Five children, in brightly colored T-shirts and wrinkled jean shorts, chattered in an eighth-floor office in Manhattan on a recent June day, taking breaks to lick ice pops and play with Spider-Man dolls. It looked like an all-American play date, the type you may see depicted in a magazine.
And that’s exactly the point.
It’s summer in New York, and that means aspiring child models (along with, most often, their mothers, who aspire to be parents of child models) have traveled from all over the country to the city for a shot at stardom.
Melia Breuer, 11, and Grace Nelson, also 11, said they were excited to be hanging out in New York office buildings, even as their friends back home in Cincinnati are spending the summer swimming, attending soccer camp and playing foursquare in the driveway. The girls moved with their mothers to New York City for seven weeks of auditioning. The four live together in a studio apartment in Chelsea.
Although both girls have budding Instagram accounts, summer in New York offers something even more alluring than online “likes” and hearts. “I want to be in a real magazine that people actually read, like at the hair salon,” Melia said.
She and her peers will need patience, a thick skin and good karma. But most of all, they will need an agent, which is why they arrived early at the office of Charlie Winfield, the Popsicle provider and director of operations at FFT/FunnyFace Today Inc. Model Management.
He spends a few months each year traveling to small-town conventions across the country, scouting young models who might want to travel to New York for the summer.
“Summer kids,” as they are known in the industry, aim to secure auditions and jobs in the most competitive modeling market in the nation.
The average child model working year-round could potentially make $20,000, according to Joey Hunter, the former co-president of Ford Models who founded the kids division there. But for these children, success may mean earning $13 an hour as a TV extra, if they’re lucky.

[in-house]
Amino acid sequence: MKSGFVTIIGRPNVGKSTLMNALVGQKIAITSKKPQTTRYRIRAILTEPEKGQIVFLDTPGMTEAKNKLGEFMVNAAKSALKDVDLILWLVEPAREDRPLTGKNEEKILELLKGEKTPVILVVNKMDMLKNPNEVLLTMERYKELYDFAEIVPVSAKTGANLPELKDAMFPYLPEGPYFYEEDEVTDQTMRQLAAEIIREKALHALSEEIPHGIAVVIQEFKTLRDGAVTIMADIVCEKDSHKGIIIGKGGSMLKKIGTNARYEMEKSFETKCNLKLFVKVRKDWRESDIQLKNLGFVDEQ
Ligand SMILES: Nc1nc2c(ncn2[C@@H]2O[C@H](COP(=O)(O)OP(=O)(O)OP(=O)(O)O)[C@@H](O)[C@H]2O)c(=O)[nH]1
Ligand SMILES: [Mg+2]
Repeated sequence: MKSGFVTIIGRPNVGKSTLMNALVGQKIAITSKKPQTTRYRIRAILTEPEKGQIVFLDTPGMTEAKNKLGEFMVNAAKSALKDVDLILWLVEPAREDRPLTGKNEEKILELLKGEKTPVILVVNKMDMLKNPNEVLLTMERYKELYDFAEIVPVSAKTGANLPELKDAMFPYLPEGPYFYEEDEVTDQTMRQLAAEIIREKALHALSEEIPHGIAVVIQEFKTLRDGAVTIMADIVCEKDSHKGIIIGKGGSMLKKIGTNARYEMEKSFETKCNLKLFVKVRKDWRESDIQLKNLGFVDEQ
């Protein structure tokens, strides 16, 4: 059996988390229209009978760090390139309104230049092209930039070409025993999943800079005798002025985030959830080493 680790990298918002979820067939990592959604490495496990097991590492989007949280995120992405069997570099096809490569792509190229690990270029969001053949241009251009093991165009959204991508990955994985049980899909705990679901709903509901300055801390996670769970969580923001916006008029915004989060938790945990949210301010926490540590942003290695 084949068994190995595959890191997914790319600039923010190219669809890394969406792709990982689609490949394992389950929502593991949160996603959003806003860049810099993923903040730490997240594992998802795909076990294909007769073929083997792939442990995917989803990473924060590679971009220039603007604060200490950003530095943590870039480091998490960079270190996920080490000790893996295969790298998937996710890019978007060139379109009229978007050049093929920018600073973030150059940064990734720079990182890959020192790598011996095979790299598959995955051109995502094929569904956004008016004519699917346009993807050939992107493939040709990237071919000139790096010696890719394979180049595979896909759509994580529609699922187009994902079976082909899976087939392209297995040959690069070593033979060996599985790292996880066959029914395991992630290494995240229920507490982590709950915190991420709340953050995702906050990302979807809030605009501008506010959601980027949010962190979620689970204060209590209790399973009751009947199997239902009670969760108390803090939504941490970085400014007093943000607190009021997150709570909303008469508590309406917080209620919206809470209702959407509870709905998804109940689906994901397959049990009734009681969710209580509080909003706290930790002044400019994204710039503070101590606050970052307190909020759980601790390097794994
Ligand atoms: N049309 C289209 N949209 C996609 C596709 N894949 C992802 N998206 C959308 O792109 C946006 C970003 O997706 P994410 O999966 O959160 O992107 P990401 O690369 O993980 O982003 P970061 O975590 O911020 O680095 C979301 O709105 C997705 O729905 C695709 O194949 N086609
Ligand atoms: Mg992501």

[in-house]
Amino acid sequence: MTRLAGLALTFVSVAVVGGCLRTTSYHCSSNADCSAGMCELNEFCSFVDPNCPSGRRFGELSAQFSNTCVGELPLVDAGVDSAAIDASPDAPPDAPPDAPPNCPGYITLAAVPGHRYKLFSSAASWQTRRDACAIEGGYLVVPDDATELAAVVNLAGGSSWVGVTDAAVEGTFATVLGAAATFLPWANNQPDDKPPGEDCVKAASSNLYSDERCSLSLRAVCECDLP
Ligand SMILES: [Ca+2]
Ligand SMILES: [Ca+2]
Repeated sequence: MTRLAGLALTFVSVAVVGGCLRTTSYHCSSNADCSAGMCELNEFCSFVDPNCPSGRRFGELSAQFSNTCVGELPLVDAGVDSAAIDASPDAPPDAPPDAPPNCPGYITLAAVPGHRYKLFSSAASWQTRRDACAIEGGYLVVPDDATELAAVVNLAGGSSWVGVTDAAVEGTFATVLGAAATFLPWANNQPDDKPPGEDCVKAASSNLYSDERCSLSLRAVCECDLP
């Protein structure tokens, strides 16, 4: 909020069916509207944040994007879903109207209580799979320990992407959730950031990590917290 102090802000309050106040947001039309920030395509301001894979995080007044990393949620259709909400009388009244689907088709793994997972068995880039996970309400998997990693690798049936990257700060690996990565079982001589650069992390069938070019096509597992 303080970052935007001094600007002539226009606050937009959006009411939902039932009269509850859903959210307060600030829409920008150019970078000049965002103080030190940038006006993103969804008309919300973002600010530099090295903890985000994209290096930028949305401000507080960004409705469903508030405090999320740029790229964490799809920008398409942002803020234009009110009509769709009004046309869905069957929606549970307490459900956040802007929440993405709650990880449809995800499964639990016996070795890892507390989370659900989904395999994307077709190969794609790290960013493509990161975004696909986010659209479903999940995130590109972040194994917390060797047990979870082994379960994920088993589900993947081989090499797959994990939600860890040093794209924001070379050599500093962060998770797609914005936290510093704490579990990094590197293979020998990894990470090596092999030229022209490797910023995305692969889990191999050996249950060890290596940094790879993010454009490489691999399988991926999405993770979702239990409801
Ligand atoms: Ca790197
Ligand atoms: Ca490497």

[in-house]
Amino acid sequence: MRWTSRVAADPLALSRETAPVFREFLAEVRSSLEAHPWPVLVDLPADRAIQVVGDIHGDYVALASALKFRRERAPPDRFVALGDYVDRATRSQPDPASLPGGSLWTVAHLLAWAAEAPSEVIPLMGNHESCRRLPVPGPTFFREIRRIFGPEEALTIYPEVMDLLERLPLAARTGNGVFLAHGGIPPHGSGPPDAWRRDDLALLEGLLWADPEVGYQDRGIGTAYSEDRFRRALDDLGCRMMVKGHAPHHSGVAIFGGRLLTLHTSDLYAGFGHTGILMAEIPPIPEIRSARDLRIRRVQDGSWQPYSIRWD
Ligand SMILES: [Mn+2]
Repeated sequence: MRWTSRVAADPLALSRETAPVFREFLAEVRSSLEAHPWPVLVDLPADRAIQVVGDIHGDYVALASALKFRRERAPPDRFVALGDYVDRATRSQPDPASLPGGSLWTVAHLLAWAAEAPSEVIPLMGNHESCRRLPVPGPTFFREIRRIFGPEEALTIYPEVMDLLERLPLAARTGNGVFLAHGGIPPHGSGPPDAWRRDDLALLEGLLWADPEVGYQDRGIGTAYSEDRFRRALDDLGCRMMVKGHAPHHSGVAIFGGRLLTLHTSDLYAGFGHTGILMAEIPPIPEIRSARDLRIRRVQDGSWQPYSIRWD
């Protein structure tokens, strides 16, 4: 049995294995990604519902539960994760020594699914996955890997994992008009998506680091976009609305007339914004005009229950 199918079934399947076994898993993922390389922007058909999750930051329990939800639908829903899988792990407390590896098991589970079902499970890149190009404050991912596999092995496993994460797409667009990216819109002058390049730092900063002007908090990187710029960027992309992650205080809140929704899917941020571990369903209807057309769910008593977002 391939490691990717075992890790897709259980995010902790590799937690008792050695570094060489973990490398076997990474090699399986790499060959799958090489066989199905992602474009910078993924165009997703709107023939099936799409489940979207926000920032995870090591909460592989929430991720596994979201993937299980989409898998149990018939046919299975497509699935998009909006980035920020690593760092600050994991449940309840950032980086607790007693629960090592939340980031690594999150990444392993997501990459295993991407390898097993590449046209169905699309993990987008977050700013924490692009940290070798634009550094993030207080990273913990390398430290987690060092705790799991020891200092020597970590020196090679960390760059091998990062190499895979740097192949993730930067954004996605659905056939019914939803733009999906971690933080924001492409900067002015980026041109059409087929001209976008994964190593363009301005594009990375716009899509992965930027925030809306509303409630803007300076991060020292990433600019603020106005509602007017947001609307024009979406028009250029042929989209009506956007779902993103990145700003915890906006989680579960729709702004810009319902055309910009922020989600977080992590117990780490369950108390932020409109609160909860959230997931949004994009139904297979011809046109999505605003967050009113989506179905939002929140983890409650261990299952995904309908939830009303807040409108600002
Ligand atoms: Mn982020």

As is the norm with most agencies, FFT doesn’t guarantee work to young models who make the pilgrimage, and the agency doesn’t advance money. Agents are paid a percentage of what the models make.
The kind of career-building effort that brings throngs of children and their parents to New York is not cheap, and returns aren’t guaranteed. Melia’s mother, Julie Baker, is divorced from Melia’s dad and works as a manager at a shoe store in Cincinnati. She is on medical leave for knee surgery, and is taking her recovery time in the city.
She estimates she has spent between $7,000 and $10,000 on modeling costs in the past year for Melia, who has made between $300 and $500 during that time. To pay for this trip to the East Coast, Ms. Baker created a GoFundMe page and hosted a going-away party, where friends and family gave money.
Grace’s mother, Valerie Nelson, who works in a cardiac catheterization lab in Cincinnati, estimates she has spent $13,000 to $15,000 since her daughter began modeling two years ago.
How much has Grace made so far?
“Zero dollars,” Ms. Nelson said. “That’s not a hard number to figure out.”
But she stands behind her investment in this career. “People pay for private school, which is more expensive than that, and don’t come out with life skills like that,” she said.